Monday, August 3, 2015

Tortoise Report 5: Defensiveness

What's a "Tortoise Report"? See the Tortoise Skills page.

Habit: Staying Sane While Defensive

Duration: 2 Months (This one took some time to get a handle on.)

Success: 7/10

Trigger: A feeling of being drawn into my solar plexus and closing a shield around myself for protection from attacks during interactions with other people

Action: Empathy

Result: I’m not sure I’ve reduced the frequency with which I get defensive very much, which is my long-term goal with this. But the feeling doesn’t get the chance to do nearly as much damage.

If I’m defensive and Eliezer says “that sounds like a bad idea,” I hear, “your idea is bad and you are bad and you should feel bad”. So I fear that he’s updated toward “I am bad”, and want to persuade him that he’s made an error, and in fact I am good. (My attempt is extremely clumsily given my state of unreflection and confusion, of course, and I end up completely undermining it right from the start). I fear he’ll enforce “you should feel bad” with further statements that will make me feel worse, so I feel I need to convince him that it’s false that I should feel bad. All of that defending, of course, gets tied up with a defense of the idea itself.

It’s a giant mess.

He never actually means anything like “your idea is bad and you are bad and you should feel bad”. When he says “that sounds like a bad idea”, he means something like “I predict that acting on the expressed beliefs and inferences will result in outcomes neither of us wants”. Which is blatantly obvious to me the moment I bother to simulate his mental state at all.

Empathy works surprisingly well against defensiveness for me. When I’m defensive, I tend to interpret everything that’s said to me as indicating a value judgement, which seems to be where most of the insanity comes from. Now, when I realize I’m defensive, I imagine what it might be like to be the other person, and what states of mind are most likely to be motivating their behaviors. I usually find my defensiveness-motivated interpretation was completely ridiculous, and I have the opportunity to check when it’s not so clear. I also have the opportunity to say, “I’m feeling defensive,” which can lead to having the rest of the discussion when I’m feeling more secure, or when I’ve eaten or exercised. But even when, upon reflection, I simulate the other person as actually wanting to hurt me, I end up feeling more compassion for them than any need to protect myself.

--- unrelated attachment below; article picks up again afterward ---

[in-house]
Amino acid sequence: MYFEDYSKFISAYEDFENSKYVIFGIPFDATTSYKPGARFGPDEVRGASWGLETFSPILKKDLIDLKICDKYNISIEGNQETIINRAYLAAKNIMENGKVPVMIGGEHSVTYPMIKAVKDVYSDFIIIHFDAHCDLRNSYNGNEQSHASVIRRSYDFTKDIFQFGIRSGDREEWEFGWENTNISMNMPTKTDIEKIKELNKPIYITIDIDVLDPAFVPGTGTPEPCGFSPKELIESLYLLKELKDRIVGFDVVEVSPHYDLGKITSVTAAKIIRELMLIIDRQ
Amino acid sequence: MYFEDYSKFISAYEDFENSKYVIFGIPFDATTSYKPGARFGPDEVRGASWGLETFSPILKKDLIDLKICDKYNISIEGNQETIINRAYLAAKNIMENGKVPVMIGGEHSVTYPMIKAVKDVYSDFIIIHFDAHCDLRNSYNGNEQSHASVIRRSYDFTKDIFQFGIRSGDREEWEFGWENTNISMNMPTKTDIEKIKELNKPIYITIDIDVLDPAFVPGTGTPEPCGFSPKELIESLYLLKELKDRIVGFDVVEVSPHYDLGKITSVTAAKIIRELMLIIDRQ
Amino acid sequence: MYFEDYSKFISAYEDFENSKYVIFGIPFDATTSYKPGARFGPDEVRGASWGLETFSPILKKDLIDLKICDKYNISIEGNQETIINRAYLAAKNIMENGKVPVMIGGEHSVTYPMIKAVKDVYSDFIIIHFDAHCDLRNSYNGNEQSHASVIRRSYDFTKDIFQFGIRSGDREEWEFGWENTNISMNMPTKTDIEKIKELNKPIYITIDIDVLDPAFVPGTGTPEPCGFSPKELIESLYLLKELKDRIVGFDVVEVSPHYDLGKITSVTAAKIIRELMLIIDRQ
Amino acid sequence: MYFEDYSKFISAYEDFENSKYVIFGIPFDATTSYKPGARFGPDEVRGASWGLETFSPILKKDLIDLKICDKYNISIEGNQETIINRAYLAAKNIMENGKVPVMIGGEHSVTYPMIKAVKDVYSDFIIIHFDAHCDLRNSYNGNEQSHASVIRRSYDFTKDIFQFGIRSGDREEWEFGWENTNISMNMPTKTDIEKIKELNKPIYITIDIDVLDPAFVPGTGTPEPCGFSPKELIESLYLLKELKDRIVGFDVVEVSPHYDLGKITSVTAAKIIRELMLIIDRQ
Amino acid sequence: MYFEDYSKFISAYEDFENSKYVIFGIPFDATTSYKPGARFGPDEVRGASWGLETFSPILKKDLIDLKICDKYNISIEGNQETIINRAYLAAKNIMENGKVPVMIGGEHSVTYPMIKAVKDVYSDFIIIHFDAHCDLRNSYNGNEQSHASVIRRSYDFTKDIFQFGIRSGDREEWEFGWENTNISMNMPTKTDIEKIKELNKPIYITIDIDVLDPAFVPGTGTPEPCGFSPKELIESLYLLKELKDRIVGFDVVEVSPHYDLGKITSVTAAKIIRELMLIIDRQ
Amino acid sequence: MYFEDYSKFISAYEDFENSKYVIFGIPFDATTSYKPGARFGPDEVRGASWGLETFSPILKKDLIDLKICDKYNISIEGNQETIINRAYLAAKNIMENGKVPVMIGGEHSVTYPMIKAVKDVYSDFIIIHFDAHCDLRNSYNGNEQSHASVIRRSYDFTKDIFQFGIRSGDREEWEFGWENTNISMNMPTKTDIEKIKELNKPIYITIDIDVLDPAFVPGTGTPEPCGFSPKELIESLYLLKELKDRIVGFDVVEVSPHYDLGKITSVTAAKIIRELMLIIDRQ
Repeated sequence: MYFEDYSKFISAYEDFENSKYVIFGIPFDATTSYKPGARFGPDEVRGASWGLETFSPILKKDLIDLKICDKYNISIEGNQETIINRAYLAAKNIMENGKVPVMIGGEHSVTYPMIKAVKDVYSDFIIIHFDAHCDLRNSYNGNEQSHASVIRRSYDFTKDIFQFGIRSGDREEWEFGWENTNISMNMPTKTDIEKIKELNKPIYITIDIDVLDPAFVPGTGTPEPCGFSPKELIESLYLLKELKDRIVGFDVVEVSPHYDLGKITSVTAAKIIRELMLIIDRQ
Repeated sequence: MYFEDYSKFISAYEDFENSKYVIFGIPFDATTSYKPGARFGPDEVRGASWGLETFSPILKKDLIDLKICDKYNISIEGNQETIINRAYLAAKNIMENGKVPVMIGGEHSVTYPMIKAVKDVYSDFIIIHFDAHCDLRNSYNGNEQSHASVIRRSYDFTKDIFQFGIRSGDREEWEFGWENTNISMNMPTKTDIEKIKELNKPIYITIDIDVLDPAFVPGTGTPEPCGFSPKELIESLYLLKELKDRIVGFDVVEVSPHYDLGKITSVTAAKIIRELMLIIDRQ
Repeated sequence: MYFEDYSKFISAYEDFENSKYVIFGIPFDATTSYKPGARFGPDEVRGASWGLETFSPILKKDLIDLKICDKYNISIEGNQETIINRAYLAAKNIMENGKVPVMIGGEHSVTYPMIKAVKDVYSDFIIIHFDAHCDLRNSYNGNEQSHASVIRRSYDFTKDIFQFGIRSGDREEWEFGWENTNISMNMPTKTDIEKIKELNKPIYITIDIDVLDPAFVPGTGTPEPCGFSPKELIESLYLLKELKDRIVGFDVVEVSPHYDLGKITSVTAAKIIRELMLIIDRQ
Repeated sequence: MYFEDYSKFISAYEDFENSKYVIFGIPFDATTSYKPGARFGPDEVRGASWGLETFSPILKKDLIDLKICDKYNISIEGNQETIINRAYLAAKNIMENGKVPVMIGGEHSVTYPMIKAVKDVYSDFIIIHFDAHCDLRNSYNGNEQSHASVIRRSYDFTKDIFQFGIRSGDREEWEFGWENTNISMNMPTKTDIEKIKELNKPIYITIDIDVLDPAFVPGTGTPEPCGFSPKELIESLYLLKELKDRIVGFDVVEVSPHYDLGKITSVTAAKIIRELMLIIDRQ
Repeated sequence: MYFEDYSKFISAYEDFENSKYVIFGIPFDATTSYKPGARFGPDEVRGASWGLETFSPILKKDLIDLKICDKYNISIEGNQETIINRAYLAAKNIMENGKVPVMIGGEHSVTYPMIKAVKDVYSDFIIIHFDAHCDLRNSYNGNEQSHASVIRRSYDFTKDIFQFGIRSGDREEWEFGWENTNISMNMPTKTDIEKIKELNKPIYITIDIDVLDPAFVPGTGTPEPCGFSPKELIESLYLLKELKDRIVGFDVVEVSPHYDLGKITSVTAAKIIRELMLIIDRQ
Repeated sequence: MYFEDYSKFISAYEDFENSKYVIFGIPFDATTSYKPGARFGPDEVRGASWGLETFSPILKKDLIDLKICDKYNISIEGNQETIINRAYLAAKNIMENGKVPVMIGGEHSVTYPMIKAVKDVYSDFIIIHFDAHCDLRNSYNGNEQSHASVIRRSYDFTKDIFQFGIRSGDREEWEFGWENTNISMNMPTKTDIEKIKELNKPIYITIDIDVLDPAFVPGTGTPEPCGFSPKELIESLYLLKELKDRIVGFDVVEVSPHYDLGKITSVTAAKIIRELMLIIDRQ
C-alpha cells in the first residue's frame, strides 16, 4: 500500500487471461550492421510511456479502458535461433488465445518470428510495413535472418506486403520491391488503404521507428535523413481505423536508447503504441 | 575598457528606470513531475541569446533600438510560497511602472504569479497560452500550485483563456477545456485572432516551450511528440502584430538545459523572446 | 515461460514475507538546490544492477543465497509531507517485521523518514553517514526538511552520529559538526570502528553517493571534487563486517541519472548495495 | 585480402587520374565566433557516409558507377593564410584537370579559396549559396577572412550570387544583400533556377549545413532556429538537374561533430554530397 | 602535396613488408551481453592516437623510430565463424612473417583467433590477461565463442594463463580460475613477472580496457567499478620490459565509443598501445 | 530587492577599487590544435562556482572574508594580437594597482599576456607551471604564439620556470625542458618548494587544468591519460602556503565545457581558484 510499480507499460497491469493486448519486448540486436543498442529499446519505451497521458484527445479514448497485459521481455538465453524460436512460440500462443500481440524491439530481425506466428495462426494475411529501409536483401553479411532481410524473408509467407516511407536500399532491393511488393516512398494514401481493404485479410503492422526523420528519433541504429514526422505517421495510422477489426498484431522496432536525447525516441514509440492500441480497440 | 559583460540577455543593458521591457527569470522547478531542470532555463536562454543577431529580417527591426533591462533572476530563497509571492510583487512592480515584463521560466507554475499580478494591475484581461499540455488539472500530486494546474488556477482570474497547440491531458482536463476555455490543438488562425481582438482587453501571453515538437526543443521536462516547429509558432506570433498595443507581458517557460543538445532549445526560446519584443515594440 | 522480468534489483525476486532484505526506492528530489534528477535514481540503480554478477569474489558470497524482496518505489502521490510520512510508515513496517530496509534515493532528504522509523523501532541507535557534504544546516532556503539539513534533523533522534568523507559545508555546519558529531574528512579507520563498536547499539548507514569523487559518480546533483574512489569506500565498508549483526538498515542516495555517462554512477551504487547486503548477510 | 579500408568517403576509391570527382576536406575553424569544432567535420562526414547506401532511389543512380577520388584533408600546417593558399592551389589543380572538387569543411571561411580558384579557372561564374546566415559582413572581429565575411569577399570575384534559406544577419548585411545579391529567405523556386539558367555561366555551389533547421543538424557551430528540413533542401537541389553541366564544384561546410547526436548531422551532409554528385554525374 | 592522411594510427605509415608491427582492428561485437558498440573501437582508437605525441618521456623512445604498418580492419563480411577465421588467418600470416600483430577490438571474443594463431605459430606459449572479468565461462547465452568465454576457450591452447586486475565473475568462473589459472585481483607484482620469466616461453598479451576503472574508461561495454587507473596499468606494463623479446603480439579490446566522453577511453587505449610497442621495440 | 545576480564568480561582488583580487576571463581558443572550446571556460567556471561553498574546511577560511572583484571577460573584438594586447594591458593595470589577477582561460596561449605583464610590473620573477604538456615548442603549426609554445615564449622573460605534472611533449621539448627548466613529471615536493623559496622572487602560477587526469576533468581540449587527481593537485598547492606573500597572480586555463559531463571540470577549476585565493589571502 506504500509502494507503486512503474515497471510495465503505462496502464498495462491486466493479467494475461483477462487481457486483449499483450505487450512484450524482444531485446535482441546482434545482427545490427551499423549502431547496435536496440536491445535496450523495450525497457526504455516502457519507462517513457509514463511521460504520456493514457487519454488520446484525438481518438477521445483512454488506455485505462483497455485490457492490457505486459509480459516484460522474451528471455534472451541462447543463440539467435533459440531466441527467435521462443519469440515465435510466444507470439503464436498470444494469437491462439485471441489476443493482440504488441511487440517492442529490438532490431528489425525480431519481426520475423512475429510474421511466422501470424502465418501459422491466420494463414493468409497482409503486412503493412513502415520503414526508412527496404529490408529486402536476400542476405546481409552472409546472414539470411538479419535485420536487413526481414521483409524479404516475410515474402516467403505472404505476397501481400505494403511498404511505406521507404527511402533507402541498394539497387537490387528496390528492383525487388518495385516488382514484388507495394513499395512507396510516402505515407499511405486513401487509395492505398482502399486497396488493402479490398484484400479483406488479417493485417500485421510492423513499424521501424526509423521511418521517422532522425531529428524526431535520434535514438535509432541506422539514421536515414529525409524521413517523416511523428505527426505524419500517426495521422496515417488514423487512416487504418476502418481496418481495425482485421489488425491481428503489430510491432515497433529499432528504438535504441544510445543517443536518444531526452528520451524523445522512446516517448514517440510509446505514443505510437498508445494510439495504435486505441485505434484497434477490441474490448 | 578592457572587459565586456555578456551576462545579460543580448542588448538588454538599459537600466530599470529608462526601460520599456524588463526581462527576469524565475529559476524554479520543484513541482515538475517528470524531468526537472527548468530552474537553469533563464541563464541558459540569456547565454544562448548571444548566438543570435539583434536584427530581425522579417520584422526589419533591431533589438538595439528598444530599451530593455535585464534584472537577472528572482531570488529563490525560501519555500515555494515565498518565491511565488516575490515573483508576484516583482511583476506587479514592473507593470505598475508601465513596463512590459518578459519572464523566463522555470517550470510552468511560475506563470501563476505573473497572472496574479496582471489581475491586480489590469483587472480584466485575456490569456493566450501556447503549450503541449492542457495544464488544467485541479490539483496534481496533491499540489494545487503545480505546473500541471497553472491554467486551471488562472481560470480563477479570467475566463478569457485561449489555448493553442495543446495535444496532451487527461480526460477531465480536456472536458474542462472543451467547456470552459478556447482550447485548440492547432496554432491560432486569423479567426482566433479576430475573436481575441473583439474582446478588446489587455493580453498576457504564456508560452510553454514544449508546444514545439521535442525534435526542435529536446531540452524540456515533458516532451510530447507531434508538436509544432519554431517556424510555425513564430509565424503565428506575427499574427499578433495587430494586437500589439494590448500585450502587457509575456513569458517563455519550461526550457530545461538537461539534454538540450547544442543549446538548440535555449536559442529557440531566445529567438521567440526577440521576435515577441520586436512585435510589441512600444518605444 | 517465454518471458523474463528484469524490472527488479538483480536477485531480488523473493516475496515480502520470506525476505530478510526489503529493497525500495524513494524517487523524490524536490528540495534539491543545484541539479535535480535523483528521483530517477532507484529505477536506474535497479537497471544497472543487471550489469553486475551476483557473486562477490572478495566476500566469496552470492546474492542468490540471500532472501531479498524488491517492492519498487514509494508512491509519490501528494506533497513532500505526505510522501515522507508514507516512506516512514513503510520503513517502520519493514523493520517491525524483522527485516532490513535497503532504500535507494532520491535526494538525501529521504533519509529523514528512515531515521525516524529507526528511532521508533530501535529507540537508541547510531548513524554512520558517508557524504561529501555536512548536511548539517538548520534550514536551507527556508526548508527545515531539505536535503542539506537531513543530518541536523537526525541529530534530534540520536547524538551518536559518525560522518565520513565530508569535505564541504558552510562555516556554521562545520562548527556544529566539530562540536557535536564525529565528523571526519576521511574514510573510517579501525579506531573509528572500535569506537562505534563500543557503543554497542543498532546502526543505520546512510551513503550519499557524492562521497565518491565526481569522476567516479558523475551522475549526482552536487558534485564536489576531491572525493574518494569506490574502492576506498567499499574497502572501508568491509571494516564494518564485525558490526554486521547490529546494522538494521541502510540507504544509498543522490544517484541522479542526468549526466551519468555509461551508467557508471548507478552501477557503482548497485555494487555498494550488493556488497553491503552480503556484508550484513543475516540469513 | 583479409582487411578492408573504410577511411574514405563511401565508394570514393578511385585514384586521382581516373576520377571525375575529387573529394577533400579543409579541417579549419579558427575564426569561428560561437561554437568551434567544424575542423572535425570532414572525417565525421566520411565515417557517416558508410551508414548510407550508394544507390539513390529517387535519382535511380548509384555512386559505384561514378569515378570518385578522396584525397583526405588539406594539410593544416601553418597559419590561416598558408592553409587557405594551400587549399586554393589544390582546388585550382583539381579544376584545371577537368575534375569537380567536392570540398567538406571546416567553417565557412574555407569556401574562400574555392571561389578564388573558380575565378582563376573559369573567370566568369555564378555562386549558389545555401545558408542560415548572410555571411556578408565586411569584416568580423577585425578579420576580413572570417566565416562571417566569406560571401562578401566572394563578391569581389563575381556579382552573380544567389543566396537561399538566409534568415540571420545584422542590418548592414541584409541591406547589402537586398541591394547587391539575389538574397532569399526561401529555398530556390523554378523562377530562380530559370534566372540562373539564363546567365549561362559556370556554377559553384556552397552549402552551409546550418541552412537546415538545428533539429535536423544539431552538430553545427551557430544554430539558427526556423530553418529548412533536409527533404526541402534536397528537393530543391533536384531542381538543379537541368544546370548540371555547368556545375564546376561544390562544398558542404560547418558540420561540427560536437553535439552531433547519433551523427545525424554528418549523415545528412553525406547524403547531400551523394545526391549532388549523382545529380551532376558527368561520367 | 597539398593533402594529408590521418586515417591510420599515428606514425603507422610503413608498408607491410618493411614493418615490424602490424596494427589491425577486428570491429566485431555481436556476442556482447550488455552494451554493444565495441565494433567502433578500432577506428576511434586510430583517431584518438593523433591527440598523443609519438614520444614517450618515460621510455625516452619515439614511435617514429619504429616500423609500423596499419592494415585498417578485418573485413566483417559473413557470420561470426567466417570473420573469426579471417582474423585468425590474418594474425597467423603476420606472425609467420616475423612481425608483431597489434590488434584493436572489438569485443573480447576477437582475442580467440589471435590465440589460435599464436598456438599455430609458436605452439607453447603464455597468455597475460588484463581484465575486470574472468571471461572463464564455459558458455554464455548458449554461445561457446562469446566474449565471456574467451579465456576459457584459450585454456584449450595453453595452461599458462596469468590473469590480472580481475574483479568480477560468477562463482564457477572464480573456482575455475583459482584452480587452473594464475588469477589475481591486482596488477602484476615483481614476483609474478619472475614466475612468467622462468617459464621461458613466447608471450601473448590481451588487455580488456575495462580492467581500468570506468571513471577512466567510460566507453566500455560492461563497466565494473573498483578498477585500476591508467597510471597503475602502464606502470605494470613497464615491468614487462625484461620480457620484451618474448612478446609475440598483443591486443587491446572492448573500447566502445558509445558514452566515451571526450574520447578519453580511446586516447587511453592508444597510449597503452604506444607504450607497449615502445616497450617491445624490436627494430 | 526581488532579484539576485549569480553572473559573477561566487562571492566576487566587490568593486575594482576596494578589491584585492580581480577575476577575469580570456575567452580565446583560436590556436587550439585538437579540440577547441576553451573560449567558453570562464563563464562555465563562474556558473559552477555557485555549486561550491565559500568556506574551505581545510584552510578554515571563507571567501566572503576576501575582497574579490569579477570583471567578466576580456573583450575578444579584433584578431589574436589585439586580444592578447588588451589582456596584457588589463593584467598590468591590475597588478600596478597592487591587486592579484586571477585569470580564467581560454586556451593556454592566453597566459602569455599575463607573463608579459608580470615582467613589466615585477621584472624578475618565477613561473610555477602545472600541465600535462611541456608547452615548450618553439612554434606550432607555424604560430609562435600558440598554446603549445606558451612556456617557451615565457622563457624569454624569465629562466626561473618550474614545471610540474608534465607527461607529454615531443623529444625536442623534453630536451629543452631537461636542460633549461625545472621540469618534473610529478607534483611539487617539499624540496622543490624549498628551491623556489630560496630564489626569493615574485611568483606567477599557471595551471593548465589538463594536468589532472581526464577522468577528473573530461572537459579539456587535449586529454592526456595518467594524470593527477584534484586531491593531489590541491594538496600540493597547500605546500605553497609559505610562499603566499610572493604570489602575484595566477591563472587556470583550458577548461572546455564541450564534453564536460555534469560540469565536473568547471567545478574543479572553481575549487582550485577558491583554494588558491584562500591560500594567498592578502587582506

I don’t yet have an action that reliably leads to me leaving the defensive state of mind, nor a trigger that might allow me to prevent defensiveness in the first place. But being able to not suddenly go completely bonkers when I feel defensive is a pretty big deal.

Side note, one of my main methods when it comes to cognitive habit training is “seek opportunities to practice”. That does not seem to work for me with defensiveness. I had a Facebook thread where I asked people to post about a few topics I consider more or less “emotionally triggering” for me, or to post about things they expected would make me defensive, and it totally failed. Lots of great posts, no defensiveness. There was exactly one minor success, which caused something more like “competitiveness” than the thing that makes me crazy. (I felt compelled to spend many hours defending a certain interpretation of Indian Buddhist doctrine and my inferences from it, and to intellectually dominate the people who were wrong.) But for the most part, I felt a lot of closeness and trust with everyone in that thread, especially the people who expressed negative emotions about me specifically. I felt like, “This is beautiful, I wish I’d done this a long time ago!”

Then I tried reading internet criticisms of Eliezer through Tumblr and Rationalwiki. It all felt silly and actually made me kind of happy, I’m not totally sure why but maybe because I’m proud to be serving someone who gets such strange and outrageous criticisms. “I don’t get the impression that he’s really an earth-shatteringly good mathematician.” Also, did you know? Less Wrong “hopes to make humanity more rational, protect the universe from the development of evil(or "unfriendly") AI and usher in a golden era where we will all be immortal deathless cyborgs having hot sex with sexbots on a terraformed Mars.” There’s some great stuff out there.